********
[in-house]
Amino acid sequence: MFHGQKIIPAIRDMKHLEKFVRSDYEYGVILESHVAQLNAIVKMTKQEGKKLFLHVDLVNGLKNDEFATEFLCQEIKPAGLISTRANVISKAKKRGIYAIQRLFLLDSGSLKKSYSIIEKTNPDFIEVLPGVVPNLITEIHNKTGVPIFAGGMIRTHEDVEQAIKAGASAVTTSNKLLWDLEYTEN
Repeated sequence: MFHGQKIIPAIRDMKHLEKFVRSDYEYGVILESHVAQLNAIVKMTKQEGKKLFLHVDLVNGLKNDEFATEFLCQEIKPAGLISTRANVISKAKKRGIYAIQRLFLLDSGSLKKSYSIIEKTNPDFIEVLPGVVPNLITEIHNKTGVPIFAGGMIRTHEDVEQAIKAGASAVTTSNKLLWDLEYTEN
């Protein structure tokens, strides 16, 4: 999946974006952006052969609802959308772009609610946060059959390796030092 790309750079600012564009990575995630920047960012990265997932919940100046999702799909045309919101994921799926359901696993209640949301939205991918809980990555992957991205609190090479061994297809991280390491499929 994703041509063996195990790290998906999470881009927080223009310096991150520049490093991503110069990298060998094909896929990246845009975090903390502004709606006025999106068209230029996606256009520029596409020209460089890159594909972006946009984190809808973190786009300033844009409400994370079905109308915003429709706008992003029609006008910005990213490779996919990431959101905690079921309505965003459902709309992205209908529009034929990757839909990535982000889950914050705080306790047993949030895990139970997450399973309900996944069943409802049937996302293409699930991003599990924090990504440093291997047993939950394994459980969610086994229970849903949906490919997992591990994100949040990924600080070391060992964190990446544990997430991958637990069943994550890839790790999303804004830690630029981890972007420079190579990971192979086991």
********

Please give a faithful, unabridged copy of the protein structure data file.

[in-house]
Amino acid sequence: MFHGQKIIPAIRDMKHLEKFVRSDYEYGVILESHVAQLNAIVKMTKQEGKKLFLHVDLVNGLKNDEFATEFLCQEIKPAGLISTRANVISKAKKRGIYAIQRLFLLDSGSLKKSYSIIEKTNPDFIEVLPGVVPNLITEIHNKTGVPIFAGGMIRTHEDVEQAIKAGASAVTTSNKLLWDLEYTEN
Repeated sequence: MFHGQKIIPAIRDMKHLEKFVRSDYEYGVILESHVAQLNAIVKMTKQEGKKLFLHVDLVNGLKNDEFATEFLCQEIKPAGLISTRANVISKAKKRGIYAIQRLFLLDSGSLKKSYSIIEKTNPDFIEVLPGVVPNLITEIHNKTGVPIFAGGMIRTHEDVEQAIKAGASAVTTSNKLLWDLEYTEN
């Protein structure tokens, strides 16, 4: 999946974006952006052969609802959308772009609610946060059959390796030092 790309750079600012564009990575995630920047960012990265997932919940100046999702799909045309919101994921799926359901696993209640949301939205991918809980990555992957991205609190090479061994297809991280390491499929 994703041509063996195990790290998906999470881009927080223009310096991150520049490093991503110069990298060998094909896929990246845009975090903390502004709606006025999106068209230029996606256009520029596409020209460089890159594909972006946009984190809808973190786009300033844009409400994370079905109308915003429709706008992003029609006008910005990213490779996919990431959101905690079921309505965003459902709309992205209908529009034929990757839909990535982000889950914050705080306790047993949030895990139970997450399973309900996944069943409802049937996302293409699930991003599990924090990504440093291997047993939950394994459980969610086994229970849903949906490919997992591990994100949040990924600080070391060992964190990446544990997430991958637990069943994550890839790790999303804004830690630029981890972007420079190579990971192979086991």